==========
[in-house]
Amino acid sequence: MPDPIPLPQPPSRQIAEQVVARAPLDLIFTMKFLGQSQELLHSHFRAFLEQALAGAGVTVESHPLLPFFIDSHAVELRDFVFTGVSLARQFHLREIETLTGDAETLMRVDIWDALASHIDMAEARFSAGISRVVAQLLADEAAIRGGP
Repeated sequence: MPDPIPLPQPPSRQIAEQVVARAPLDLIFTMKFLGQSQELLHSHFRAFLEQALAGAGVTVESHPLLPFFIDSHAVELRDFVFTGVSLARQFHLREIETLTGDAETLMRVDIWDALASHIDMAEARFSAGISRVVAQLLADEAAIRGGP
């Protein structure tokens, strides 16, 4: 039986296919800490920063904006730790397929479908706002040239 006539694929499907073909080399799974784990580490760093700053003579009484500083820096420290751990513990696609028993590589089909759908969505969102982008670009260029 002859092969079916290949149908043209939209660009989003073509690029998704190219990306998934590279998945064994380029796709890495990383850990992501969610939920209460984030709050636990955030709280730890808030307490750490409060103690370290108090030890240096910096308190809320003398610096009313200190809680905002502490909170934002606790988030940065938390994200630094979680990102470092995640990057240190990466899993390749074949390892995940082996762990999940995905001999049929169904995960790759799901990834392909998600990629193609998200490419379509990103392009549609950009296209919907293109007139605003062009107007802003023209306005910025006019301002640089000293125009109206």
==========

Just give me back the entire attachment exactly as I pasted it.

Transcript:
[in-house]
Amino acid sequence: MPDPIPLPQPPSRQIAEQVVARAPLDLIFTMKFLGQSQELLHSHFRAFLEQALAGAGVTVESHPLLPFFIDSHAVELRDFVFTGVSLARQFHLREIETLTGDAETLMRVDIWDALASHIDMAEARFSAGISRVVAQLLADEAAIRGGP
Repeated sequence: MPDPIPLPQPPSRQIAEQVVARAPLDLIFTMKFLGQSQELLHSHFRAFLEQALAGAGVTVESHPLLPFFIDSHAVELRDFVFTGVSLARQFHLREIETLTGDAETLMRVDIWDALASHIDMAEARFSAGISRVVAQLLADEAAIRGGP
């Protein structure tokens, strides 16, 4: 039986296919800490920063904006730790397929479908706002040239 006539694929499907073909080399799974784990580490760093700053003579009484500083820096420290751990513990696609028993590589089909759908969505969102982008670009260029 002859092969079916290949149908043209939209660009989003073509690029998704190219990306998934590279998945064994380029796709890495990383850990992501969610939920209460984030709050636990955030709280730890808030307490750490409060103690370290108090030890240096910096308190809320003398610096009313200190809680905002502490909170934002606790988030940065938390994200630094979680990102470092995640990057240190990466899993390749074949390892995940082996762990999940995905001999049929169904995960790759799901990834392909998600990629193609998200490419379509990103392009549609950009296209919907293109007139605003062009107007802003023209306005910025006019301002640089000293125009109206």